Where's Pappano going?
The next step for Antonio Pappano, music director at Covent Garden and Santa Cecilia, has been one of the hottest traded commodities on the futures floor (and I can state this with added confidence since the bank now owns his record company).
Pappano has long made it clear that he wants to step down at the Royal Opera House after the 2013-14 season, marking the birth bicentenary of Wagner and Verdi and the centenary of Britten. By that time he will have put in 15 years as the ROH’s most hands-on conductor since George Solti in the 1960s.
So what next? He has been pencilled in as the next chief of the Met, succeeding James Levine, and as an obvious choice for La Scala as and when it finally gets its act together. But, from what I hear, both prospects are now distinctly on the back burner.
Pappano is happy in London. He is laying down conducting projects at Covent Garden for 2015 and beyond and generally acting in complete disregard of his agents’ career plans and the market expectations. And good for him, say one and all.
photo: Laurie Lewis/IMG, Lebrecht Music and Arts
But there is one area of movement in his life.
Next month Pappano will be heard on Deutsche Grammophon, conducting a Pergolesi Stabat Mater in Rome with Anna Netrebko and Marianna Pizzolato. Pappano has been exclusive to EMI all his working life. Indeed, he was hired at Covent Garden by the EMI chairman at the time, Sir Colin Southgate. He’s house conductor at EMI, period. He renewed his contract as recently as last November.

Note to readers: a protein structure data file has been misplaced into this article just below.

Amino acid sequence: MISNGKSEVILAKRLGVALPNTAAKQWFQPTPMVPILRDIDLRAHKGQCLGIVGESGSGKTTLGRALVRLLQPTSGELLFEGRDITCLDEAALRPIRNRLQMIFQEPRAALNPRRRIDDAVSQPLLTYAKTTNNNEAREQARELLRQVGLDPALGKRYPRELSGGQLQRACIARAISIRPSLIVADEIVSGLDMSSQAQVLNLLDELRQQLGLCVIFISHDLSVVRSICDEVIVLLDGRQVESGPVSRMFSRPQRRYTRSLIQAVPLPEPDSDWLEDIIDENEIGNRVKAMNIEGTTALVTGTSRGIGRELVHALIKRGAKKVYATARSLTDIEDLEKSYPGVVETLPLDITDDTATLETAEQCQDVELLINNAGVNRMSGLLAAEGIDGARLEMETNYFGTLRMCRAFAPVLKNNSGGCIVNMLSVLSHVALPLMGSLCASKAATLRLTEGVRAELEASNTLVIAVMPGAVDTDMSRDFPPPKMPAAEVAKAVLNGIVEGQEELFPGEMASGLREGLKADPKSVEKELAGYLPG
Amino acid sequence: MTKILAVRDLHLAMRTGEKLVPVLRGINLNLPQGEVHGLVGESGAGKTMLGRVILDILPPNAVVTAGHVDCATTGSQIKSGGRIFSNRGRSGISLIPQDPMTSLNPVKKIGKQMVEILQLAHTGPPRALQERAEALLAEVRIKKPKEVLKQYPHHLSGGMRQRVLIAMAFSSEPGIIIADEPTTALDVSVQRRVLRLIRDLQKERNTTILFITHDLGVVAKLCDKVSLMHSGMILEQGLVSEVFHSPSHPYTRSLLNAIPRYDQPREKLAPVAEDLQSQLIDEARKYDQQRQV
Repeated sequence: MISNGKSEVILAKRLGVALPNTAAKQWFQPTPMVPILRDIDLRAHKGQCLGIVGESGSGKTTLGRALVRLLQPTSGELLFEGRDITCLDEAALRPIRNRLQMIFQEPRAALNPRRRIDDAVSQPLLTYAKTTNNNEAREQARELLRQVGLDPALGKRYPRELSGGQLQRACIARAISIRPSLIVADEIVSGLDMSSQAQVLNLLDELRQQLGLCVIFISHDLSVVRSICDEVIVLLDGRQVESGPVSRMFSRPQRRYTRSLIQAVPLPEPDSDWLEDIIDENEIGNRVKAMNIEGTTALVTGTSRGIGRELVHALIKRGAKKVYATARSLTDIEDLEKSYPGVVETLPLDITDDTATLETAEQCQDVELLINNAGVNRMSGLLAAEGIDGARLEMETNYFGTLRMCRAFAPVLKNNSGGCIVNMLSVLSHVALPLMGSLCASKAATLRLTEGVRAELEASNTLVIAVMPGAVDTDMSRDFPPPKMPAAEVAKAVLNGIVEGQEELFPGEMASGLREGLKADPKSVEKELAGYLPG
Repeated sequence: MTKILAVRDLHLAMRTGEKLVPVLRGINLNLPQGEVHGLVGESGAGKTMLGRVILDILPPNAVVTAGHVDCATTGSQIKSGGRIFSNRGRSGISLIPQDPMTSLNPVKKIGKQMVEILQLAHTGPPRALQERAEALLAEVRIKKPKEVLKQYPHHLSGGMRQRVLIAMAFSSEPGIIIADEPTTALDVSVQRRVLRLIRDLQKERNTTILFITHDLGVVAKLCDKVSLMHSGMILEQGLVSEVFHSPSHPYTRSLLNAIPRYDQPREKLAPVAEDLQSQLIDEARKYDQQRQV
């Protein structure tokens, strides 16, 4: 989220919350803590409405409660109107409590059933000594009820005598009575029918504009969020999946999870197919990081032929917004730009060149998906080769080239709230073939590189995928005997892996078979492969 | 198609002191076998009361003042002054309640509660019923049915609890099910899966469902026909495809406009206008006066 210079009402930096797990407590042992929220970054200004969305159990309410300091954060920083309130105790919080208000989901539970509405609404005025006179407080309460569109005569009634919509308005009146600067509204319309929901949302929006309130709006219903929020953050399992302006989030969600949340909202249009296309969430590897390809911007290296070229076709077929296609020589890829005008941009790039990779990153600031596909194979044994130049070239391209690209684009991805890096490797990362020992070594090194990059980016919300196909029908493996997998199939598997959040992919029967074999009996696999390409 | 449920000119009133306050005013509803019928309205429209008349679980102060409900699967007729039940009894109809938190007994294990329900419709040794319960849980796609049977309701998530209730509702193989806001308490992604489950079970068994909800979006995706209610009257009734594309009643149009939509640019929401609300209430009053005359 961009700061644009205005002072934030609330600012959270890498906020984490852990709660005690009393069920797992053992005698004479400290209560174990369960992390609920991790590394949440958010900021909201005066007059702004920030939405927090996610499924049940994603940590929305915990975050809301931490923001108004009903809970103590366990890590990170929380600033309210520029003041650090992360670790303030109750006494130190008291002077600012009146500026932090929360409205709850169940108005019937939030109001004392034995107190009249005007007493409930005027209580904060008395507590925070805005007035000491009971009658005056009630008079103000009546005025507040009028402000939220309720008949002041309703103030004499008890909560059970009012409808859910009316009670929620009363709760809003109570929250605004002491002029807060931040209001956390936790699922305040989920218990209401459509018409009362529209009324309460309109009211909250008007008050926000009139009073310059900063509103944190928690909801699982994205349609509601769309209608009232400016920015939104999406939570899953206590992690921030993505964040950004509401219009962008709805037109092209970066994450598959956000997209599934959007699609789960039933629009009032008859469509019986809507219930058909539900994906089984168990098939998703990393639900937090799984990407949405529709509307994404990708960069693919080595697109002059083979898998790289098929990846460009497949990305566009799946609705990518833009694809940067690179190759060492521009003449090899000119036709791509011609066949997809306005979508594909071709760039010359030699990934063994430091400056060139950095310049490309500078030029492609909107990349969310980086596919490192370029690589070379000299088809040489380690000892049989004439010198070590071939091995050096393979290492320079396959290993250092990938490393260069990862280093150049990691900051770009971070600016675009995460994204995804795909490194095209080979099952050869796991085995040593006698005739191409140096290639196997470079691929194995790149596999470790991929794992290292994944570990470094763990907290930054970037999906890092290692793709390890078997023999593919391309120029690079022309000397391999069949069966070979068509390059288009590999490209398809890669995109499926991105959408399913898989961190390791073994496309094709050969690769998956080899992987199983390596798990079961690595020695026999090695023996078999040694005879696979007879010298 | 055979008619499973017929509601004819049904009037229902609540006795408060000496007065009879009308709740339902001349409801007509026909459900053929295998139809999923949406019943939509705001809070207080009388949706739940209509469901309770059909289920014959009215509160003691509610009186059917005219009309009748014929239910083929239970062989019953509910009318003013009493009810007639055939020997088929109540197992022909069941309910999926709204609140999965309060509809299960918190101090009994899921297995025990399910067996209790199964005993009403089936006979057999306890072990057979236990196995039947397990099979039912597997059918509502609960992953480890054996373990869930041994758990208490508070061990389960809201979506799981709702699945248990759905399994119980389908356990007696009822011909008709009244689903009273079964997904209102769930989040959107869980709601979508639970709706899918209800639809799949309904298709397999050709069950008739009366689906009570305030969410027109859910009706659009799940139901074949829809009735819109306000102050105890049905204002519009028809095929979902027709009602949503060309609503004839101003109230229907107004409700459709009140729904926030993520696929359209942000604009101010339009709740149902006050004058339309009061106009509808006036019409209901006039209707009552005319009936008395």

So what’s he doing on DG? His contract allows him to make an occasional off-label recording, that’s the official line. It also means that EMI get an occasional shot at DG’s Netrebko, who recorded a sensational Rossini Stab Mat with Pappano last year. But that’s for the record.
Behind the scenes I hear that DG, alert to EMI’s troubles, are moving in for Pappano like a pack of dachshunds on heat. The revitalised Universal label needs an all-round conductor at the heart of its plans. Pappano fits the bill perfectly. They will make him an offer his agent will find hard to refuse.
Citi-owned EMI could struggle to hold onto him. If Pappano goes, Citi will have a classical crisis on its hands. Be interesting to see how the bonus culture works when that happens.